(Of course, Carpenter is on slightly treacherous ground here – as far as he’s concerned, They Live is metaphorical, suggesting that the elite of society have alien values and treat everyone else like a different species (possibly contentious, but defensibly so). The problem is that some people have interpreted the film as an actual allegory in support of a wide range of crackpot (and objectionable) conspiracy theories about the world being secretly run by aliens or lizards or alien lizards, which usually end up heading off into anti-Semitic territory or somewhere even nastier. Carpenter has said this wasn’t his intention, and I have no reason to disbelieve him, nor do I think that a film is necessarily bad just because it can be interpreted to support offensive views.)

Unfortunately, making a truly great film isn’t just a matter of having a good idea, you have to do something with it too – and the problem with They Live is that, having finally pulled off his big reveal (and not before time – we’re quite a long way into the film by now), Carpenter doesn’t seem to know what to do next in terms of developing his idea or exploring it further. So he falls back on cheesy B-movie action tropes and cliches.

Up to this point Nada has been depicted as a more or less normal, decent, reasonable, reserved kind of guy; probably a Republican voter, but you can’t have everything. Having been attacked by two aliens disguised as police, however, he arms up with their weapons, walks into a bank, delivers a cheesy one-liner and starts blowing away every alien he sees with a stolen shotgun. The action is reasonably well-mounted, but it still feels like a film which initially showed compassion and a flash of real intelligence and wit has suddenly become gleefully stupid and a tiny bit crass.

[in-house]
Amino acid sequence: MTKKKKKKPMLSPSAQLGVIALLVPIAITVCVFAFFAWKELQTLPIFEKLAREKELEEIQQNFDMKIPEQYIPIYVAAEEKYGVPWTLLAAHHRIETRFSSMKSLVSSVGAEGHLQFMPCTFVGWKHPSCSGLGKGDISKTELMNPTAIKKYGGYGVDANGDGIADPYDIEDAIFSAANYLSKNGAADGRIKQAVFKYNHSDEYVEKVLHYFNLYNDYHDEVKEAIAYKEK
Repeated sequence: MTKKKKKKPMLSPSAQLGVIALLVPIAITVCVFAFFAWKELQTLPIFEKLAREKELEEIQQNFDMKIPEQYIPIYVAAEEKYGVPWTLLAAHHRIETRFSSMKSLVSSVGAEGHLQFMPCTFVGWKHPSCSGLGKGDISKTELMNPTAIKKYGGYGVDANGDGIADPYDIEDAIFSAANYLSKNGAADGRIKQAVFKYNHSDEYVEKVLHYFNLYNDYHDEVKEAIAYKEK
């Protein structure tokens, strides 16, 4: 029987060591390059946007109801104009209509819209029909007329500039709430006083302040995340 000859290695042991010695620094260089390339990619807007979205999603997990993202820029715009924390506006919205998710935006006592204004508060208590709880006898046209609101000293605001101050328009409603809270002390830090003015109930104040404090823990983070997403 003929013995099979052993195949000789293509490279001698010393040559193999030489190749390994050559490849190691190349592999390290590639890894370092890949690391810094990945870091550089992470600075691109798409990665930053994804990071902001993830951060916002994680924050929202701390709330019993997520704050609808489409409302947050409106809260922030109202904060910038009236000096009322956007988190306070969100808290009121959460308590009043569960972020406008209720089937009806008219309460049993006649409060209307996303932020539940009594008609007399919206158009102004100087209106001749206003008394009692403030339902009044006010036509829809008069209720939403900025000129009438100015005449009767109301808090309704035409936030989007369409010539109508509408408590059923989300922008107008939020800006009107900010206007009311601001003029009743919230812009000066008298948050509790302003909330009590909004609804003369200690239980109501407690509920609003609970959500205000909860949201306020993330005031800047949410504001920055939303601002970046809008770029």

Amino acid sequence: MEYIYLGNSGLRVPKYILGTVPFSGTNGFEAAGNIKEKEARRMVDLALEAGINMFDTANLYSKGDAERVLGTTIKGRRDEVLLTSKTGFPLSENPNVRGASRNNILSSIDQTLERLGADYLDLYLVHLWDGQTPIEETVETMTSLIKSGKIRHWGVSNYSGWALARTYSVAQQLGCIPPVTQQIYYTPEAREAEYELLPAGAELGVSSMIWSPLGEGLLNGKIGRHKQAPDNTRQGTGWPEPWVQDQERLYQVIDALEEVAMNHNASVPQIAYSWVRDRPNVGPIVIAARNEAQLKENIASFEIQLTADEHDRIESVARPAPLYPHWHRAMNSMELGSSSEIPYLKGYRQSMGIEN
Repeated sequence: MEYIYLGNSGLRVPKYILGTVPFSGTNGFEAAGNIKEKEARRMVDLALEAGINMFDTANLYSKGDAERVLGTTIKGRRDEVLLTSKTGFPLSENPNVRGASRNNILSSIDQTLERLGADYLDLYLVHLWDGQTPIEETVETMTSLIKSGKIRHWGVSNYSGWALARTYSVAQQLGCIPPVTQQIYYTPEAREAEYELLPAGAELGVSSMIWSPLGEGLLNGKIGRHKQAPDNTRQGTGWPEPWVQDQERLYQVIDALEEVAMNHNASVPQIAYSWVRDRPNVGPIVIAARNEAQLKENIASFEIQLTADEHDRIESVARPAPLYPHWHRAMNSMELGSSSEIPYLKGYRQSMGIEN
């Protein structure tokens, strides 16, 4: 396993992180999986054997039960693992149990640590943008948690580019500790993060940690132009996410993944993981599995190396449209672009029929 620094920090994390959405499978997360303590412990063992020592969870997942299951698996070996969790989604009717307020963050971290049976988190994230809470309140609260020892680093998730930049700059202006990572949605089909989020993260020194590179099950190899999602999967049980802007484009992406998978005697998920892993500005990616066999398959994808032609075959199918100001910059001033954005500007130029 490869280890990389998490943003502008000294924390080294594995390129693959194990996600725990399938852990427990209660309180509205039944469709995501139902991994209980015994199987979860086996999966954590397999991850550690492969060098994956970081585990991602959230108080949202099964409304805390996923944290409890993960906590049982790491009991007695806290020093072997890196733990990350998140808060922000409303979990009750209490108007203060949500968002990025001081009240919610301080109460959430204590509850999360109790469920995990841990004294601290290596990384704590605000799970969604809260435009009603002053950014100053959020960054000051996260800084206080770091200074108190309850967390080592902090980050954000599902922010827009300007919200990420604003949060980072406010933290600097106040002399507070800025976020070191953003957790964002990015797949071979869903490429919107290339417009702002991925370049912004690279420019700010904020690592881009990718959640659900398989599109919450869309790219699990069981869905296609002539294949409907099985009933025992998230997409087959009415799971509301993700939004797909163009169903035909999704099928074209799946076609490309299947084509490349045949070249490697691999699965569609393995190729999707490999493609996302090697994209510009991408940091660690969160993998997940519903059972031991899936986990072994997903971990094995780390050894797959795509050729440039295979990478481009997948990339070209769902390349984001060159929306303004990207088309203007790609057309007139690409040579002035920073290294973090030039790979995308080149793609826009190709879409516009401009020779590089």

It gets worse (in every sense). The screenplay was written by Carpenter himself (under the Lovecraftian pseudonym of ‘Frank Armitage’, which is also the name of Nada’s sidekick, played by Keith David), although ‘written’ probably suggests a degree of structure and coherence which it doesn’t really deserve. Many of Carpenter’s creative decisions are, well, very odd indeed, and seem poorly thought-through (if thought-through at all) – for instance, most films start fairly slow and then pick up the pace as they continue, but this one plods along steadily from beginning to end. Even the film’s most celebrated sequence – a brawl between Piper and David in an alleyway, adding very little to the plot, which goes on for six ridiculous minutes – has a weirdly stately and unhurried quality to it.

They Live doesn’t just become a cheesy B-movie action film, it turns into a really bad cheesy B-movie action film. By the end, characters and locations are appearing and disappearing simply to serve the meanderings of the story, with their personalities and agendas changing to suit. The main female character, played by a third-billed Meg Foster, initially comes across as a steely Howard Hawks-type dame, but in each of the three short sequences she appears in she has a different attitude and set of priorities – she’s very obviously a plot device rather than a character.

Some have suggested the sheer badness and incoherence of the second half of They Live is intentional, that it’s a deconstruction of the kind of pap commercial cinema the big studios routinely pump out, and that as it a result it’s part of the film’s subversive thesis. But it just seems like a bad movie to me, and – regrettably – much of a muchness with a lot of later Carpenter movies. Perhaps it’s because the film has that one really great cinematic moment of revelation that the rest of it feels so very disappointing in comparison. But what is certain is that the opening section of the film promises a very great deal, which the conclusion dismally fails to deliver.